A veteran detective has filed a lawsuit against the Somerset County (N.J.) Prosecutor's Office alleging that he was removed from the forensic unit because he reported that his supervisor destroyed evidence taken from the house where Cooper University Health System CEO John P. Sheridan Jr. and his wife were found dead in 2014.

According to a civil lawsuit filed April 20, Detective Jeffrey Scozzafava, who has 31 years of experience in law enforcement and is an expert in forensics, alleged that evidence collected from the Sheridan home had not been properly stored and tested. He also alleged that supervisors in the unit, including the captain, Lee Niles, lacked adequate forensic training.

The Sheridans' four sons have challenged the findings of the Prosecutor's Office, which concluded in March 2015 that John Sheridan, 72, fatally stabbed his wife, Joyce, 69, then set their bedroom on fire and committed suicide on Sept. 28, 2014. The sons say their parents were murdered, and have taken legal action to overturn the suicide ruling.

A dispute between the Prosecutor's Office and the Sheridan sons turned public in March 2015 when the family accused investigators of concluding that their father was responsible for the crimes in order to cover up a "botched" investigation by the county and state medical examiner.

Scozzafava's lawsuit alleges not only that evidence in the Sheridan case was destroyed, but also that blood swabs were improperly packaged, and that facts were fabricated regarding fingerprinting in the house.

Mark Sheridan, one of the couple's sons and a lawyer, said Wednesday night that his family was "shocked" by the lawsuit.

"It seems to confirm the worst of what we suspected. In fact, it goes further than what we ever conceived," he said. "If these allegations are true, the individuals involved should be prosecuted to the fullest extent of the law."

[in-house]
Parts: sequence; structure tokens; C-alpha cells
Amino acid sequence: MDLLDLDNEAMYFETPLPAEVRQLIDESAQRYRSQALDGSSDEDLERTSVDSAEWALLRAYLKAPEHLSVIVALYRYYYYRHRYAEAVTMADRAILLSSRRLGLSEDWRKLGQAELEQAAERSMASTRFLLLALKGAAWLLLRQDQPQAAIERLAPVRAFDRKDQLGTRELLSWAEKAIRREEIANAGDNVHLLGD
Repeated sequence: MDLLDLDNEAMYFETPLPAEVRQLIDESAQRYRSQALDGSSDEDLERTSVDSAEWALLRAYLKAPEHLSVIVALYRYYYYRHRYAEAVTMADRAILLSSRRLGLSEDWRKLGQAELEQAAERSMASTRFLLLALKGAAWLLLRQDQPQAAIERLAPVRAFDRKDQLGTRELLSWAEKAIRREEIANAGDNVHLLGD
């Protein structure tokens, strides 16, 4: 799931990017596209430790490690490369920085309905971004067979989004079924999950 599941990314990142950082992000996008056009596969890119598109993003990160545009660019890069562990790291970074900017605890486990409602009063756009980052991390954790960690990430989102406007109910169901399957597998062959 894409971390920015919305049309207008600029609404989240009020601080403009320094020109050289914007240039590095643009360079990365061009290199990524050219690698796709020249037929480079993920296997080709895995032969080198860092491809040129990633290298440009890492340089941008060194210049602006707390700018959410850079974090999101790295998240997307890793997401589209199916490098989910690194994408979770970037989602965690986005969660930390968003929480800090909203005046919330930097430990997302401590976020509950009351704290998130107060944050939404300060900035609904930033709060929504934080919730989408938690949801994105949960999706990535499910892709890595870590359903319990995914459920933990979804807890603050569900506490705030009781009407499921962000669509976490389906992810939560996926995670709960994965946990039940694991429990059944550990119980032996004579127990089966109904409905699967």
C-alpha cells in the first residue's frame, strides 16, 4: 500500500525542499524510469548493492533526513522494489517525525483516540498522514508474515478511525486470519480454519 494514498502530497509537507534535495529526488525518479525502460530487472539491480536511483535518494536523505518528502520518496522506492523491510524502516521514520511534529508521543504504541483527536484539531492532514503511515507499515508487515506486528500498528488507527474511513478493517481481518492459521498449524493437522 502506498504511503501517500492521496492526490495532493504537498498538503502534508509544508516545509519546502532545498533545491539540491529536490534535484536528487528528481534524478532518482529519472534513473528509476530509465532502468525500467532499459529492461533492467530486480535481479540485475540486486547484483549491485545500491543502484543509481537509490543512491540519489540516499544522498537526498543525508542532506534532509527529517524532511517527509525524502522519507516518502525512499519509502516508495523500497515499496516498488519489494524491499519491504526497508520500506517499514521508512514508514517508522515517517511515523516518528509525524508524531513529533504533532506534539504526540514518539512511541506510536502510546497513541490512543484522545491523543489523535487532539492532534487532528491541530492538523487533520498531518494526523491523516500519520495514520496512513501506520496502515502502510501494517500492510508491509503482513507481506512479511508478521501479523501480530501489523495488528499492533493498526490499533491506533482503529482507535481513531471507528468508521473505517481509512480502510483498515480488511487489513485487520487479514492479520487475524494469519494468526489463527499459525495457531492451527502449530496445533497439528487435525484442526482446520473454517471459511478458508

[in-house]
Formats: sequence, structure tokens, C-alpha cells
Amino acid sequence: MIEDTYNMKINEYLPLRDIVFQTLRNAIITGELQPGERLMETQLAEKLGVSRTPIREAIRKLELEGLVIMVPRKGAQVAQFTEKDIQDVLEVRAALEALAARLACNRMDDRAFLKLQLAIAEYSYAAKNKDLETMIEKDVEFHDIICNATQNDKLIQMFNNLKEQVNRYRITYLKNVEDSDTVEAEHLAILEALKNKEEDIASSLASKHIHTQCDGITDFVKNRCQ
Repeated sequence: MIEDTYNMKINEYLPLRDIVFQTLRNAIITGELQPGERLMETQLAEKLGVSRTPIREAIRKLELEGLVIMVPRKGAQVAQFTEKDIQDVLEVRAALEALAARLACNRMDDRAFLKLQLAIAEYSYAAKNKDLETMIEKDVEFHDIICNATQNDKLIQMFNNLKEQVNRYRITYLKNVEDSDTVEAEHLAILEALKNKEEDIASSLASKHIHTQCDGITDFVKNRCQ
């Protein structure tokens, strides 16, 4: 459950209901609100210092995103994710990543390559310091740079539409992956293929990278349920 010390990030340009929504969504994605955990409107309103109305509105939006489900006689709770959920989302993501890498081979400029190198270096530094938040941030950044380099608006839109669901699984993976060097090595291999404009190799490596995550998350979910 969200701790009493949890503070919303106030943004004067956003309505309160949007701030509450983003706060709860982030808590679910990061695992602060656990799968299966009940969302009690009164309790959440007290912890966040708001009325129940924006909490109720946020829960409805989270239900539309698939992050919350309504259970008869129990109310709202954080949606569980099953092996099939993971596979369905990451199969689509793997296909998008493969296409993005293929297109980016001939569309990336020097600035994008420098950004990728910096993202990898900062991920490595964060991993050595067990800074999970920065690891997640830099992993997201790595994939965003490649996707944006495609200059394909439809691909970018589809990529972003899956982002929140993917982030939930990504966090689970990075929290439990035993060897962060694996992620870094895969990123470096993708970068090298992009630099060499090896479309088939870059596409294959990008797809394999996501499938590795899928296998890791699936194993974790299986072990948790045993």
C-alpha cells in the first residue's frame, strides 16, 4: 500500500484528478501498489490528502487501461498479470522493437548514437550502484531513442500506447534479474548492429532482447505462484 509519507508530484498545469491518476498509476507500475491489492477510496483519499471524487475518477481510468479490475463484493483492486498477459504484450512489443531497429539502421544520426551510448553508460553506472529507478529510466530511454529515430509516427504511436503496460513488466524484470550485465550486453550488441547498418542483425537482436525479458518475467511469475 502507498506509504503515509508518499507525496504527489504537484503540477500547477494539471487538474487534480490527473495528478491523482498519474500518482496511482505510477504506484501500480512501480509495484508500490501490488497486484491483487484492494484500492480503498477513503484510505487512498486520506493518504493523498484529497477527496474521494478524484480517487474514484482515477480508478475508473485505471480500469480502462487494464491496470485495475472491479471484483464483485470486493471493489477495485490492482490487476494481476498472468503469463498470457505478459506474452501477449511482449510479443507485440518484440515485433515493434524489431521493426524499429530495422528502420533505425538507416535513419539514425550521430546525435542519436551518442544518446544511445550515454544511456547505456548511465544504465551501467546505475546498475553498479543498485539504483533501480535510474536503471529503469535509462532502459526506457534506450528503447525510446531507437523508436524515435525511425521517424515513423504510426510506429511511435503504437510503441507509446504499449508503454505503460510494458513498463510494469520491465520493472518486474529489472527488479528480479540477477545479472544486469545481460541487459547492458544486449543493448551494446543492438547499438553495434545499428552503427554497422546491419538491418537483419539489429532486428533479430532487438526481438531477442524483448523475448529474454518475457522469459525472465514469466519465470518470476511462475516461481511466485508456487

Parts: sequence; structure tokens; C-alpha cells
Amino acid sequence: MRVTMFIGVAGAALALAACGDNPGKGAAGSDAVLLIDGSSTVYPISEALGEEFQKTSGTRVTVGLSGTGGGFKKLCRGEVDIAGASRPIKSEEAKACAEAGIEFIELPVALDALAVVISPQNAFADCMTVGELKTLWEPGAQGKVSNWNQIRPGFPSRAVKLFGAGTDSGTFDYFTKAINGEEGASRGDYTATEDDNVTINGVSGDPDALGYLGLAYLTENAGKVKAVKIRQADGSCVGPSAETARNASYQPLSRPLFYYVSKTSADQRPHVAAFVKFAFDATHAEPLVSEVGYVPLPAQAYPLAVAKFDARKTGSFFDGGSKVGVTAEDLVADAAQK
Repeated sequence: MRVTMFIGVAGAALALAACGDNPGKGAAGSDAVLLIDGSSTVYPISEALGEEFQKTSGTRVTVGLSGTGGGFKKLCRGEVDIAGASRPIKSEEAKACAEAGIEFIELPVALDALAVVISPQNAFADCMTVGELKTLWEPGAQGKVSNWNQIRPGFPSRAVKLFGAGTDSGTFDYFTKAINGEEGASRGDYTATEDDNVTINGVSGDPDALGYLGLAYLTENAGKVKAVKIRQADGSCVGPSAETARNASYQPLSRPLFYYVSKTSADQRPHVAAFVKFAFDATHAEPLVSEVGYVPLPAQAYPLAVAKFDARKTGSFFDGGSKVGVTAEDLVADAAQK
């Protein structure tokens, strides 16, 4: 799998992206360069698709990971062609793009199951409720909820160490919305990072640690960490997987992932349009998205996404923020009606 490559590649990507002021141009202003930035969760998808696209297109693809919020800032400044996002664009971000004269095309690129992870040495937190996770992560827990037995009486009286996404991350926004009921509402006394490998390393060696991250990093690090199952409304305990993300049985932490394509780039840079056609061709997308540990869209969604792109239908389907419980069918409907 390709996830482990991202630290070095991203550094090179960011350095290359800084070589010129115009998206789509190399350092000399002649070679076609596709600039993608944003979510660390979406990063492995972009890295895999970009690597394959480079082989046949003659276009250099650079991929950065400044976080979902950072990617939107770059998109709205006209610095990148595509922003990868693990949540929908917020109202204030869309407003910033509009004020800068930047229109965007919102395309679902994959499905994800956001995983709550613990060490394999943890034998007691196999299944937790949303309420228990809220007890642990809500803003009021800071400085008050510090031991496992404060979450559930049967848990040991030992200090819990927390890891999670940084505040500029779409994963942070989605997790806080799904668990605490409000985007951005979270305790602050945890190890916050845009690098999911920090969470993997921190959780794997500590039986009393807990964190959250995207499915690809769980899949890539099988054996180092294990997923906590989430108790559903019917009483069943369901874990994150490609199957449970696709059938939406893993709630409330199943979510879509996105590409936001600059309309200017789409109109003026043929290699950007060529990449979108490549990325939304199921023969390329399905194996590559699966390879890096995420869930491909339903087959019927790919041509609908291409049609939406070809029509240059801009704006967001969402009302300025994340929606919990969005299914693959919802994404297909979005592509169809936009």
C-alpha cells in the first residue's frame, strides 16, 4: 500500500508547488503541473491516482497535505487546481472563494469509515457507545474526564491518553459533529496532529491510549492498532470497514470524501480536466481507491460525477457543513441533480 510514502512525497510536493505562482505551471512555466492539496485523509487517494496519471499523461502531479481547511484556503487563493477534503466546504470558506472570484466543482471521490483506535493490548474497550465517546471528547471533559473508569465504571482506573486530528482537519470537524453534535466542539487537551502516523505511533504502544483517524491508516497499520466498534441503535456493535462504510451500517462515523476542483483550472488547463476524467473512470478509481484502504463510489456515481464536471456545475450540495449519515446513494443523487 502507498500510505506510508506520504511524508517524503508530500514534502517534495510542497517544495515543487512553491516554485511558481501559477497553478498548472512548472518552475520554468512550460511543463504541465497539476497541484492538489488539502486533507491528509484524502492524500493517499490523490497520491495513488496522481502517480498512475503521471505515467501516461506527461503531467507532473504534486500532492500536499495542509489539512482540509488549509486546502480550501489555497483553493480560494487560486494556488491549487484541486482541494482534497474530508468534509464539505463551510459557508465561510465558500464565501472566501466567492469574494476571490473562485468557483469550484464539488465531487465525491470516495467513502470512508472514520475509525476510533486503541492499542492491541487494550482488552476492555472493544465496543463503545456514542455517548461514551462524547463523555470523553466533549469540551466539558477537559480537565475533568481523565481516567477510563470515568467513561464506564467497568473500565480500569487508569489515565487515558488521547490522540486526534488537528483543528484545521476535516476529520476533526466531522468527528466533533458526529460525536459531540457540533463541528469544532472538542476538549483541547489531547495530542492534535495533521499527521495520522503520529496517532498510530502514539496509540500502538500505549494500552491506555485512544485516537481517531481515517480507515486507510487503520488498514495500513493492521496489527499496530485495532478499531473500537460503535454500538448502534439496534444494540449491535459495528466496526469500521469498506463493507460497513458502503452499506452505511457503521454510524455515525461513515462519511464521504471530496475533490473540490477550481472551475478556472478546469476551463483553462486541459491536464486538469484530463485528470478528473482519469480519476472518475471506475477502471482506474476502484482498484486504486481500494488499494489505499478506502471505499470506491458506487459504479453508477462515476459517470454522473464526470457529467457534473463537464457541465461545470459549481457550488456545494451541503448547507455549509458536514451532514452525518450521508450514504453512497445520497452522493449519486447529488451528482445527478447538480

Somerset County Prosecutor Michael Robertson, who was appointed in March, said Wednesday night that he could not comment on the lawsuit.

Scozzafava alleges that on Jan. 30, 2015 - four months after the Sheridans died - he saw Niles remove from the fingerprint lab at the Prosecutor's Office a paper bag containing charred bedding from the Sheridan home. The suit alleges that Scozzafava then saw Niles "walking to a garbage dumpster located in the parking lot and disposing of the bag containing the Sheridan evidence."

"It was common knowledge and a topic of conversation among detectives assigned to the forensic unit that the Sheridan evidence was improperly collected, improperly preserved and subsequently destroyed," the suit says.

After months of reporting his concerns about evidence in the Sheridan deaths, as well as evidence in another 2014 murder and arson case, and questioning the qualifications of the forensic unit, Scozzafava was transferred from the forensic unit to the fugitive unit in March 2015.

Even before the Sheridans' deaths, in February 2014, Scozzafava alleges, he raised his concerns about the forensic team with Somerset's chief of detectives, Tim Fitzgerald, and Fitzgerald responded, "You're killing me," according to the lawsuit.